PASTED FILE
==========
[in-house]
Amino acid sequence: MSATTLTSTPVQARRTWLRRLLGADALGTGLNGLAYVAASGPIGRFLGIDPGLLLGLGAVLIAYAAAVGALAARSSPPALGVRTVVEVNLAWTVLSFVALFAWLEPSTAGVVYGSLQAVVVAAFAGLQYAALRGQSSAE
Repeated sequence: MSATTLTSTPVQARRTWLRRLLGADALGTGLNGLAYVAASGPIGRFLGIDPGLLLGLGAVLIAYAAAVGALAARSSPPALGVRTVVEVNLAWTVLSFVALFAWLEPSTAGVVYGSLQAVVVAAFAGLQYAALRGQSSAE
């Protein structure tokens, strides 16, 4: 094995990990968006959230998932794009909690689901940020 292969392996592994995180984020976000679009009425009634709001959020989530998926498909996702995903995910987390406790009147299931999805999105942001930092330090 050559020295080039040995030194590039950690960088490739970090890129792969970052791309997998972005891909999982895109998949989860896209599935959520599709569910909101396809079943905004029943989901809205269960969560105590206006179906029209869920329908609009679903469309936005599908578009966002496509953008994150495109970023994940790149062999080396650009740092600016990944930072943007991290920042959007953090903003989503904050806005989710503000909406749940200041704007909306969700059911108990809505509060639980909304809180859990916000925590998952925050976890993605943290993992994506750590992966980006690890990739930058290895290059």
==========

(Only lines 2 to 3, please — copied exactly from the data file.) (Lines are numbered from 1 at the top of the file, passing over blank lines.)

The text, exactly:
Amino acid sequence: MSATTLTSTPVQARRTWLRRLLGADALGTGLNGLAYVAASGPIGRFLGIDPGLLLGLGAVLIAYAAAVGALAARSSPPALGVRTVVEVNLAWTVLSFVALFAWLEPSTAGVVYGSLQAVVVAAFAGLQYAALRGQSSAE
Repeated sequence: MSATTLTSTPVQARRTWLRRLLGADALGTGLNGLAYVAASGPIGRFLGIDPGLLLGLGAVLIAYAAAVGALAARSSPPALGVRTVVEVNLAWTVLSFVALFAWLEPSTAGVVYGSLQAVVVAAFAGLQYAALRGQSSAE